Now consider China’s participation in the international arms control and disarmament (ACD) regime. Because of the secrecy that attends arms transfers, it is difficult to be sure about how strictly China has complied with its ACD obligations. The public record does not show that China has ever violated any arms control treaty commitment after signing a treaty. The US, however, has often accused China of violating other, non-treaty nonproliferation norms or commitments. So far, though, China eventually complied with US demands in all of those cases.

China complies in a formal sense even with the international regimes like the international human rights. It attends the necessary meetings and files the necessary reports on time with the relevant treaty bodies. It has undergone the Human Rights Council’s process of Universal Periodic Review. It participates in some programmes with the Office of the High Commissioner for Human Rights and participates in bilateral human rights dialogues with Western states. In 2004, the National People’s Congress amended the Chinese Constitution to say, “The State respects and preserves human rights,” a gesture that seemed to symbolize the PRC’s investment in international human rights discourses.


China has progressed toward achieving many economic, social and cultural rights. Moreover, it claims that its acts in terms of human rights are consistent with its interpretation of international human rights law or that it is engaging in a process to eliminate violations that still occur.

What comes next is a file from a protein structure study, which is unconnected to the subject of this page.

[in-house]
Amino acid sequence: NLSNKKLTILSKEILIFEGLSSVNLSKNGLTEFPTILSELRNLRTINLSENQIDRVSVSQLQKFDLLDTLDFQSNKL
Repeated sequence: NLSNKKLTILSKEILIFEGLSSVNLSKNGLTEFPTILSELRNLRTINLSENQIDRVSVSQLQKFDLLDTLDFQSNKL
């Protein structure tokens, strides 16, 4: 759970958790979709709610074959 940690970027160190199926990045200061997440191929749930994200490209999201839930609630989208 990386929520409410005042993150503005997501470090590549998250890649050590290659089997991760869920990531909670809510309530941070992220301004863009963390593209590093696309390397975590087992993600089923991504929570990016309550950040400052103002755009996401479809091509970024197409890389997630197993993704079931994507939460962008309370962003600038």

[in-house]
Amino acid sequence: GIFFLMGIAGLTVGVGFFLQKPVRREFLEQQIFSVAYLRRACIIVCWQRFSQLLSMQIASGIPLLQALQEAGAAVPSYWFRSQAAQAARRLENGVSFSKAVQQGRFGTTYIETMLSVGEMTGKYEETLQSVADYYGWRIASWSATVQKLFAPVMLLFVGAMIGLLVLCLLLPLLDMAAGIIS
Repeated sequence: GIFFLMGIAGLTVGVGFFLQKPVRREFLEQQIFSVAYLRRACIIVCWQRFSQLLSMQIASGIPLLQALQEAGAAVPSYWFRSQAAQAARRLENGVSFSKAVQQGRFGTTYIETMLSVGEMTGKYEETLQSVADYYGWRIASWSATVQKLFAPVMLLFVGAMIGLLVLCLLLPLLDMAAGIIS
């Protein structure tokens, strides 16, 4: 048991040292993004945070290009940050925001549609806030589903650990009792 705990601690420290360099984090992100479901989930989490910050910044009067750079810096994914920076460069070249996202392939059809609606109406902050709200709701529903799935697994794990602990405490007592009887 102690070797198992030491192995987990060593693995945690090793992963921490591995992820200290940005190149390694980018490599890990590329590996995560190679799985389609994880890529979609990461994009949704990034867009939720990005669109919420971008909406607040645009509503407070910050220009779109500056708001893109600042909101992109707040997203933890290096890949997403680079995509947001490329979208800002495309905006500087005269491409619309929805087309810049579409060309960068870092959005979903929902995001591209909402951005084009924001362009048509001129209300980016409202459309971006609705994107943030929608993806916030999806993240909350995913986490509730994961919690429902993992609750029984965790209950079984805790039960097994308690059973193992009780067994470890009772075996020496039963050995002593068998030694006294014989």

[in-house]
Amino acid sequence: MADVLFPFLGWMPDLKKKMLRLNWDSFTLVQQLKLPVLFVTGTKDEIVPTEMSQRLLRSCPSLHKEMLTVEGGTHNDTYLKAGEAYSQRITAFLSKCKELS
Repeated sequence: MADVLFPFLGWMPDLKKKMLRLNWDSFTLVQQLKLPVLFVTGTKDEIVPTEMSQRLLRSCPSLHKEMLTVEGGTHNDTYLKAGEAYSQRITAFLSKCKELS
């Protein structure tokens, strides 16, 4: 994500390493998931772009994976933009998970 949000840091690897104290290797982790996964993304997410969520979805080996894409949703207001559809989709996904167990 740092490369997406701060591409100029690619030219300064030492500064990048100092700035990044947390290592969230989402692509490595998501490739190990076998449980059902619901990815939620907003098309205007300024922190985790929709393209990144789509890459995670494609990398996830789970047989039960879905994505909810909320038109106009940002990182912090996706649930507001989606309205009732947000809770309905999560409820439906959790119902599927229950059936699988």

Overall, then, China joins and complies with international regimes. However, like other major states, China has tried to influence the further evolution of the regimes it has joined. In doing so, has China sought to remake these regimes in some unfamiliar image, or has it merely sought to push regime norms in directions that serve its pragmatic interests better without changing their fundamental character?

In the international trade regime, the issues on the table in the Doha Round of WTO negotiations have been of peripheral relevance to Chinese trade interests, which centre on the export of manufactured goods. In these negotiations, China has tended to back a general developing-country position that calls for the elimination of agricultural subsidies by developed countries to allow former’s agricultural products to be more competitive in world markets. Although some analysts blame China for the lack of progress in the Doha Round, most agree that China has adopted a relatively passive position in these negotiations. In regional trade negotiations, China’s position favours the further opening of world markets to manufactured exports, which would obviously benefit China as a manufacturing powerhouse.